With the Department of Public Works being under fire from the U.S. Environmental Protection Agency for continued violations at the Ordot Dump, what do Guam's lawmakers have to say about the agency's negligence? Critics speculate that such blatant disregard for environmental safety may have caused the landfill to literally go up in smoke.
Speaker Mark Forbes (R), who has oversight over DPW, says it's sad that the Dump continues to face perennial problems and suggests agency director Larry Perez figure something out to ensure that the facility is covered daily, as indicated in a stipulated order from the USEPA. This would effectively avoid federal fines. "I really think Perez needs to figure out how to structure work over there in such a way to make sure this job gets done on a consistent basis," said the Speaker.
He added, "While I don't know all the facts of the situation, I guess he's still researching this but if in fact there was no covering for four days in a row - that's pretty significant, four days in a row. It's not like, 'Oops, we forgot one day.' It's becoming a consistent pattern, so something needs to happen to make sure that it doesn't happen again."
Forbes' Republican colleague, Vice-Speaker Joanne Brown, has legislative oversight of the Ordot landfill. She tells KUAM News that she has no problem with calling an oversight hearing to address why the dump was not receiving daily coverage, but questions whether it'll make any difference. She explained, "Unfortunately, until we actually address the closure of the Ordot Dump, we're going to continue to end of with these types of situations - not that they're excusable, because they're not," she stated. I mean, the impact of the surrounding community in Ordot and families there causes a tremendous area of concern as it should for all of us here on island, but the other reality is that dump is over capacity. It does need to be closed. A new landfill needs to be constructed.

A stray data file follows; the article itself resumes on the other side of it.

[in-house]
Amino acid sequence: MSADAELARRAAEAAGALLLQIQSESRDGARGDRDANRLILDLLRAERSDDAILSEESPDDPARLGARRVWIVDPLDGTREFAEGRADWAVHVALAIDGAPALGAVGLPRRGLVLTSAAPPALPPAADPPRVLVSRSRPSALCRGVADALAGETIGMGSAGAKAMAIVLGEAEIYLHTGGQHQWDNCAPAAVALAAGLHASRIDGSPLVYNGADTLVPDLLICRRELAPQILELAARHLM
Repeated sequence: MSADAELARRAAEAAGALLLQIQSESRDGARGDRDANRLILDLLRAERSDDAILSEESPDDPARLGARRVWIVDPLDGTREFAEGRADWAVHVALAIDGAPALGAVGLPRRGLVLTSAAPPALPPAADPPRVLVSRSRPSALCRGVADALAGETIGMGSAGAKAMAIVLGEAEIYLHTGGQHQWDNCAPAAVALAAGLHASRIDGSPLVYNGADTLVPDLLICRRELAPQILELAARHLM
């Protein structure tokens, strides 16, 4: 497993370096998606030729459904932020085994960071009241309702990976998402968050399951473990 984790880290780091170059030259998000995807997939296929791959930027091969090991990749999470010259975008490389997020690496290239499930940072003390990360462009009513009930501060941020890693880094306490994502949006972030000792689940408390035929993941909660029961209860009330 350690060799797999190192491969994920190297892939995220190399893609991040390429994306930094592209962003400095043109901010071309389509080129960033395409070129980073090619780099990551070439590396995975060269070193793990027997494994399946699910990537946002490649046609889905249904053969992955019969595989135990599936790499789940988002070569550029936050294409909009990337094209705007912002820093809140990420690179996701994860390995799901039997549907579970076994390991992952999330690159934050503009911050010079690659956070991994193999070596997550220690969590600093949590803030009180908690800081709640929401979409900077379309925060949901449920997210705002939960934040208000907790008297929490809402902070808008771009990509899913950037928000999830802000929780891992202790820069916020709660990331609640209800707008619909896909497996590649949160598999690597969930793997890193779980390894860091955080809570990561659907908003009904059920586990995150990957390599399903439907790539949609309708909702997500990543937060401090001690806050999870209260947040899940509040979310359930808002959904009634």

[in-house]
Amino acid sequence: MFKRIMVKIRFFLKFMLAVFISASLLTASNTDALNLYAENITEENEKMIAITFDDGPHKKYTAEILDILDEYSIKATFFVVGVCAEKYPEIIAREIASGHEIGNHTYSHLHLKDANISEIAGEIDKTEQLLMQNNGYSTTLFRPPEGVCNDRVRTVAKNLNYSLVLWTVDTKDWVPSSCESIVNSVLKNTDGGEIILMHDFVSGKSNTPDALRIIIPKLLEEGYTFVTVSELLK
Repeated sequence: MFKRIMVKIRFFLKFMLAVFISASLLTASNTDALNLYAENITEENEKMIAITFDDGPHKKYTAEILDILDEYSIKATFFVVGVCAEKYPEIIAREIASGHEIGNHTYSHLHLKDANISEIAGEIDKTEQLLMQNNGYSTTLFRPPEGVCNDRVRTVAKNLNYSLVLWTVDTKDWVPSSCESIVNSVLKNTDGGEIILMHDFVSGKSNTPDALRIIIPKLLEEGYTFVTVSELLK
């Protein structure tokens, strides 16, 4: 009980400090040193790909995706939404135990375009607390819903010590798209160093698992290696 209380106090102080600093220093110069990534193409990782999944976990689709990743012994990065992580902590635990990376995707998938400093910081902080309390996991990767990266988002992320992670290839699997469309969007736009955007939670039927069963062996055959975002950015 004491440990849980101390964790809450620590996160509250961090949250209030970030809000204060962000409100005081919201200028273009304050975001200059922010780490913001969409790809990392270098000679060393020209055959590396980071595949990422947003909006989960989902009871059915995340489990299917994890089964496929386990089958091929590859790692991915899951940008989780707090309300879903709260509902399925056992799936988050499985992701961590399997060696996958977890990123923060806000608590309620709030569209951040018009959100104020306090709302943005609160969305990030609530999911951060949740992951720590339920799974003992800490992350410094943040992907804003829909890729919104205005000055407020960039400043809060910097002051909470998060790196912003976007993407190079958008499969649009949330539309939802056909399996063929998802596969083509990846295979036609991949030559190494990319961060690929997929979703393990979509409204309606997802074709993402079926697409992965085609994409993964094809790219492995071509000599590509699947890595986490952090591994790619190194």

"And so when we do have a new landfill, we'll have a properly designed sanitized landfill where these types of situations would be very rare to occur if it's properly managed, and we don't have that. And until we close Ordot, I think we're going to continued to end up with these environmental problems."